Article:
Smart50 Award: Top Digital Innovator
Revenue: $21.72 million
Founder: Paul Chan
Head office: Sydney
Year founded: 2000
Industry: Communications and marketing
Pureprofile is a consumer insights and technology company based in Sydney that rewards people for sharing their views on certain products.
The business turns over more than $20 million and has snapped up this year’s Top Digital Innovator Award for the way it is disrupting digital marketing and creating new revenue streams to fund online content.
Founder Paul Chan knew he wanted to be an entrepreneur ever since he had to spell the word in a year five spelling bee.
Chan started his first business – a real estate company – while he was still at university.
It was a few years later when he got the idea for Pureprofile.
“I was working in Silicon Valley developing a real estate portal during the dotcom boom in the late 90s,” Chan says.
“I started thinking about a person’s profile as an asset they could leverage the same way as property. I believed the information in a person’s head about their preferences, intentions and habits had great value to advertisers and marketers, and that this could be used to benefit the individuals themselves.”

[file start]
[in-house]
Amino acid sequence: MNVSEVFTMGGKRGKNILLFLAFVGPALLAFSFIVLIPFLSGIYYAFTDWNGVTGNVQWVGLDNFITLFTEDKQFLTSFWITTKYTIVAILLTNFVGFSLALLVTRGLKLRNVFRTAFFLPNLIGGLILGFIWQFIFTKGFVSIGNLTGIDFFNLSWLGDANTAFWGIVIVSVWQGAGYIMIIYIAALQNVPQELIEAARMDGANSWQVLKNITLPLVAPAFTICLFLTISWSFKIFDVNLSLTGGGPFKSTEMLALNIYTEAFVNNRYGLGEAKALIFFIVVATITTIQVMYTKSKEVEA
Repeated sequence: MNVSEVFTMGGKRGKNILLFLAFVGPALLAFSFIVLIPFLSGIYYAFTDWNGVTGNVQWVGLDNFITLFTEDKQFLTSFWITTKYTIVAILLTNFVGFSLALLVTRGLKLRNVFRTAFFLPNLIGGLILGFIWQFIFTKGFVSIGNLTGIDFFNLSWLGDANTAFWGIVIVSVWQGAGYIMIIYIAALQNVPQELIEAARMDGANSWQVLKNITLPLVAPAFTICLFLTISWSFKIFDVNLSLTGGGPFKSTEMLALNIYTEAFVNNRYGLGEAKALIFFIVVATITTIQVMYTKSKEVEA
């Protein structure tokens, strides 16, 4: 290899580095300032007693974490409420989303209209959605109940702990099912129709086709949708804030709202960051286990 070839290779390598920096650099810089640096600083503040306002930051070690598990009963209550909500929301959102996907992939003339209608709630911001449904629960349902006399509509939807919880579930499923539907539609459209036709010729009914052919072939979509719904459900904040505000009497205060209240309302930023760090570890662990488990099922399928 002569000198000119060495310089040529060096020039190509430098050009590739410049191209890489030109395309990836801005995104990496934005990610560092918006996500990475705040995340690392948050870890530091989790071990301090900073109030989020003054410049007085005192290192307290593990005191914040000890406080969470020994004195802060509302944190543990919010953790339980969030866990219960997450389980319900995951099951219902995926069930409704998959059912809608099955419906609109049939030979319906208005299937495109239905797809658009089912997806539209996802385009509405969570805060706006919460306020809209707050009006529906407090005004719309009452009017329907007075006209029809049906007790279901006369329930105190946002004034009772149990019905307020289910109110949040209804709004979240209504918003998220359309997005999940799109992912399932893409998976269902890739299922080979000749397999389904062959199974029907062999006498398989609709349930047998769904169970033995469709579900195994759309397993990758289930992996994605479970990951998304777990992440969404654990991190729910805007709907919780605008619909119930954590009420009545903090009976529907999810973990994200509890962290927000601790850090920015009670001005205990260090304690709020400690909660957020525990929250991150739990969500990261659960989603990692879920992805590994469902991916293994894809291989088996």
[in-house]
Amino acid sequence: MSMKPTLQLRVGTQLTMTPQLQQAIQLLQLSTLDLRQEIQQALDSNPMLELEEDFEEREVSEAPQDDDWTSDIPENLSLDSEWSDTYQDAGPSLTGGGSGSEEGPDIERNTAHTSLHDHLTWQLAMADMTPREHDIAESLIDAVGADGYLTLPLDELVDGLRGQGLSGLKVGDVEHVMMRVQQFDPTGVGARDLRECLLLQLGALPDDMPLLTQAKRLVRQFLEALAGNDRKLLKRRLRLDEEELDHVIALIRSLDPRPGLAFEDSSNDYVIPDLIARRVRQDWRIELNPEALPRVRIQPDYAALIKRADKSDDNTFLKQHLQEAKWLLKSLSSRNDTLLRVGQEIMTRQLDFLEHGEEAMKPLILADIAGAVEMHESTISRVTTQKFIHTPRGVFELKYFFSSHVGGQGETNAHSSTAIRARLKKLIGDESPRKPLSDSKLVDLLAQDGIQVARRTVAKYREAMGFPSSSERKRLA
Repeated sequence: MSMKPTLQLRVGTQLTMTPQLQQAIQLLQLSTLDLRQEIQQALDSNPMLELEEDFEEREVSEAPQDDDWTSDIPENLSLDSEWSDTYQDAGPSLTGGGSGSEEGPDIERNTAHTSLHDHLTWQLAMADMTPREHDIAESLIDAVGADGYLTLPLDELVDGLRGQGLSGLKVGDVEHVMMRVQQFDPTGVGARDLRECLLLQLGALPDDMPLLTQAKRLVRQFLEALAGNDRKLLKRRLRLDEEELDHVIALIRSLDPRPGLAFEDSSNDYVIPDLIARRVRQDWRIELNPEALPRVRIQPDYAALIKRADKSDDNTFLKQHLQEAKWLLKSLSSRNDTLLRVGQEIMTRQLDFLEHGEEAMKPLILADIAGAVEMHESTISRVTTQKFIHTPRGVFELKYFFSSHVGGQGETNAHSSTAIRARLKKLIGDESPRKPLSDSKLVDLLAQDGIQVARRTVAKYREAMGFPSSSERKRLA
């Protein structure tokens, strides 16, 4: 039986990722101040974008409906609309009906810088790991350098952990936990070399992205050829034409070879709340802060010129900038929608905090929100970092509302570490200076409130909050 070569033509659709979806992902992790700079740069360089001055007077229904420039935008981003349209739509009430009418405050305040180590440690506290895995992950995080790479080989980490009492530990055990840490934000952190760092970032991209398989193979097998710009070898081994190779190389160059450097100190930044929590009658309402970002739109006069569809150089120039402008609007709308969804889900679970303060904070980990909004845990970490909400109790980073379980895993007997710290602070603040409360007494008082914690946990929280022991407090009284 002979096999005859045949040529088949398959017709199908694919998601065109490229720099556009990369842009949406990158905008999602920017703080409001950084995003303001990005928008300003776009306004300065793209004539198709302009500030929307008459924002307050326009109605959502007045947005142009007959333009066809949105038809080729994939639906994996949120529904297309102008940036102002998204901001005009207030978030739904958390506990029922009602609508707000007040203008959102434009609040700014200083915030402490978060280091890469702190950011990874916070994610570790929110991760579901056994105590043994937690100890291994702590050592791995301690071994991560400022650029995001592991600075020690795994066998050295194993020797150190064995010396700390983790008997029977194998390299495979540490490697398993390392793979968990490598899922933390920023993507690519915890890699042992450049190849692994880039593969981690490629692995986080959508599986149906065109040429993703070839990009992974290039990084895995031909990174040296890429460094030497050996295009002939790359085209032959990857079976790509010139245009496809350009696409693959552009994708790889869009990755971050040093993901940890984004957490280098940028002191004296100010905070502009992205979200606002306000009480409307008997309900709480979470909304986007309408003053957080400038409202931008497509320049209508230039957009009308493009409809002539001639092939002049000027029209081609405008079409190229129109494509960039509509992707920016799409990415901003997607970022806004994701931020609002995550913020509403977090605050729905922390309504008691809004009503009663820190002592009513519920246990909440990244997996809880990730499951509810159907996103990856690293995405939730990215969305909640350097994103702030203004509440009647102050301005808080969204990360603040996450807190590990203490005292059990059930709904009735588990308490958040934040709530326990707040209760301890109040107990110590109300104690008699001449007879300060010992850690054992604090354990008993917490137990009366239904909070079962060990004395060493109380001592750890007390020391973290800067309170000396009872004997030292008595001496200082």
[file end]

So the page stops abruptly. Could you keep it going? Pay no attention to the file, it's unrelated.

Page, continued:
Chan says 2015 has been an exciting year for the company.
In July, Pureprofile listed on the ASX and acquired a programmatic media company called Sparc Media.
The purchase of another business allowed Pureprofile to “turn the traditional advertising model on its head”.
“Pureprofile is pioneering a new era for advertising, in which the consumer is no longer a passive bystander but a participant in the marketing process,” Chan says.
“This is a new media model that creates new solutions to the big challenges currently facing brands and publishers, giving more certainty to advertisers and keep quality content essentially free for consumers.”
Chan says the media, advertising and research industries are currently undergoing massive structural changes and he hopes Pureprofile is coming up with a solution.
“I don’t believe in just adapting to the changing industry, because you can get caught out and end up behind the curve that way,” he says.
“If we’re doing our jobs right, we should be changing the industry from within.”